DEPTFORD QUATRAINS Rilke: The Eighth Elegy

dedicated to Rudolph Kassner

With all its eyes, Creation looks on the Open.
Only ours seem to have been turned backwards
and they appear to lay traps all round it
as if to prevent its going free.
What is really out there we only know
by looking at the countenance of creatures.
For we take a young child and force it
to turn around, to see shapes and forms,
and not the Open that is so deep in the face
of an animal. Free from death.
Alone, we see it. The freed creature’s doom
stands behind it and ahead lies God
and when it begins to move, its movement
is through an eternity like a well-spring.
Even for a single day, we do not have
that pure space before us into which flowers
endlessly bloom. We face always World
and never Nowhere without the No:
that unsurveyed purity we might breathe
and know without limit and not desire.
In such stillness, a child may lose itself
but then is shaken from it. Or someone
dies and becomes it. So close to death
we do not see death as much, but look out
perhaps with the greater animal gaze.
Lovers – were it not for their loved ones
obstructing their view – they come near it
and are amazed … As if by some mistake,
it opens to them, there, beyond the other …
But neither can slip past the beloved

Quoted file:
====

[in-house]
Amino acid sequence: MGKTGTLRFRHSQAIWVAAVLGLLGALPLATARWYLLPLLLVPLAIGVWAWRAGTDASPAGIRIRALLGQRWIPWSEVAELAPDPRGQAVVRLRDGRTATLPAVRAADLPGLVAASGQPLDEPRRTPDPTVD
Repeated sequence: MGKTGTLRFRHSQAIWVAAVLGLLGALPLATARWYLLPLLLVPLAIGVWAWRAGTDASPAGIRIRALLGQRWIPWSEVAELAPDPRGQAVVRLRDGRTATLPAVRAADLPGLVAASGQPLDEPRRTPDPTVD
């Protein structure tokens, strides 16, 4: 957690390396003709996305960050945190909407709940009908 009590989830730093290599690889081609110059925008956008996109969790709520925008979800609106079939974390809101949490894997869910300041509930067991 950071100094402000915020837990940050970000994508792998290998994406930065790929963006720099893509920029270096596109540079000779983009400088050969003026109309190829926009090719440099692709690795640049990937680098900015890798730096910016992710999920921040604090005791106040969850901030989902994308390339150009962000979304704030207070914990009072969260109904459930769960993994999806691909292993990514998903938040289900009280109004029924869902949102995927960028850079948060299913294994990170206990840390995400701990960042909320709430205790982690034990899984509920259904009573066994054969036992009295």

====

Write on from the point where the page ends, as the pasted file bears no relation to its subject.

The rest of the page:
and World rushes back before them.
Forever turned to the created, we see
in it only reflections of the free realm
we darken with our very presence.
Or it happens, an animal, mutely, quietly,
looks up, stares us through and through.
We call this Fate: to be opposed to the World
forever and nothing else but opposite.

If the animal that moves towards us
with such confidence in another direction,
possessed our kind of consciousness,
it would wrench us around and drag us
under its sway. But it feels its existence
is boundless, unknowable, moves without
regard to its own condition: pure
as its outward gaze. And where we see
the future, it sees all things and itself
among all things and forever whole.

And yet, in the alert warm-blooded beast,
there is the weight and concern of a great
melancholy. For it too always feels
the presence of what often overpowers us –
a recollection, as if what we push for
endlessly, once was closer and more true,
our links to it infinitely more tender.
Here, all is distance; there, it was breath.
After that first home, this second
seems to be windswept and uncertain.
Oh, and the bliss of the little creature
that remains in the womb that bore it:
happiness of the gnat that hops within
even to its marriage! Womb is everything.
And look at the half-certainties
of the bird that knows both states almost
from hatching – as if it were the soul
of an Etruscan, released from the dead
only to be received into another space
that has for its lid a reclining figure.
And how bewildered is any creature
that is womb-born and yet has to fly.
As if frightened of itself, it must hurtle
through the air the way a crack goes
through a tea-cup – so a bat’s track
streaks through the porcelain of evening.

And we: spectators, always, everywhere,
we face all this, never see beyond it!
It spills from us. We arrange it.
It falls to pieces. We arrange again.
We ourselves fall to pieces.

Who has twisted us this way round,
so no matter what we do we are always
in the position of one leaving? Just as,
on the last possible hill from which he can
glimpse his whole valley one final time,
he turns, stops there, he lingers –
so we live on, forever bidding goodbye.

Translated by Martyn Crucefix
(courtesy of the Enitharmon Press –


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